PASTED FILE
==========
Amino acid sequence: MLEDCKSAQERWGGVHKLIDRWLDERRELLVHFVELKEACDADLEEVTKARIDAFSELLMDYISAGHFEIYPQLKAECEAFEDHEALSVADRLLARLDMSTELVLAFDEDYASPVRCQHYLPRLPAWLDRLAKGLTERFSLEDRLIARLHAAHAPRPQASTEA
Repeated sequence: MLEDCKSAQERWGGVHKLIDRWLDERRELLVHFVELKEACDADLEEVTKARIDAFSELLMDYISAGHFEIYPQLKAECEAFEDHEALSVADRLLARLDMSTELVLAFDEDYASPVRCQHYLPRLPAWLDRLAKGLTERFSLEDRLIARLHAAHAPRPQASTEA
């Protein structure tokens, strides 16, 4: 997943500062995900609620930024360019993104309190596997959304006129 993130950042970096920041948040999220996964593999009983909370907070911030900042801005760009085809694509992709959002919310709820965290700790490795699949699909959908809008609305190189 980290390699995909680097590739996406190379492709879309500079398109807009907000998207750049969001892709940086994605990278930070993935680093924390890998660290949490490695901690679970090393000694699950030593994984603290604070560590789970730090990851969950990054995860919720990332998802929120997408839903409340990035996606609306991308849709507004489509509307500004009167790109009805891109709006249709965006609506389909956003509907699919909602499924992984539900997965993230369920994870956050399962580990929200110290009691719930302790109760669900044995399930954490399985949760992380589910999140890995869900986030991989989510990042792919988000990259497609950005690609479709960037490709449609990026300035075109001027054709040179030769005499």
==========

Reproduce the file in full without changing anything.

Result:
Amino acid sequence: MLEDCKSAQERWGGVHKLIDRWLDERRELLVHFVELKEACDADLEEVTKARIDAFSELLMDYISAGHFEIYPQLKAECEAFEDHEALSVADRLLARLDMSTELVLAFDEDYASPVRCQHYLPRLPAWLDRLAKGLTERFSLEDRLIARLHAAHAPRPQASTEA
Repeated sequence: MLEDCKSAQERWGGVHKLIDRWLDERRELLVHFVELKEACDADLEEVTKARIDAFSELLMDYISAGHFEIYPQLKAECEAFEDHEALSVADRLLARLDMSTELVLAFDEDYASPVRCQHYLPRLPAWLDRLAKGLTERFSLEDRLIARLHAAHAPRPQASTEA
């Protein structure tokens, strides 16, 4: 997943500062995900609620930024360019993104309190596997959304006129 993130950042970096920041948040999220996964593999009983909370907070911030900042801005760009085809694509992709959002919310709820965290700790490795699949699909959908809008609305190189 980290390699995909680097590739996406190379492709879309500079398109807009907000998207750049969001892709940086994605990278930070993935680093924390890998660290949490490695901690679970090393000694699950030593994984603290604070560590789970730090990851969950990054995860919720990332998802929120997408839903409340990035996606609306991308849709507004489509509307500004009167790109009805891109709006249709965006609506389909956003509907699919909602499924992984539900997965993230369920994870956050399962580990929200110290009691719930302790109760669900044995399930954490399985949760992380589910999140890995869900986030991989989510990042792919988000990259497609950005690609479709960037490709449609990026300035075109001027054709040179030769005499």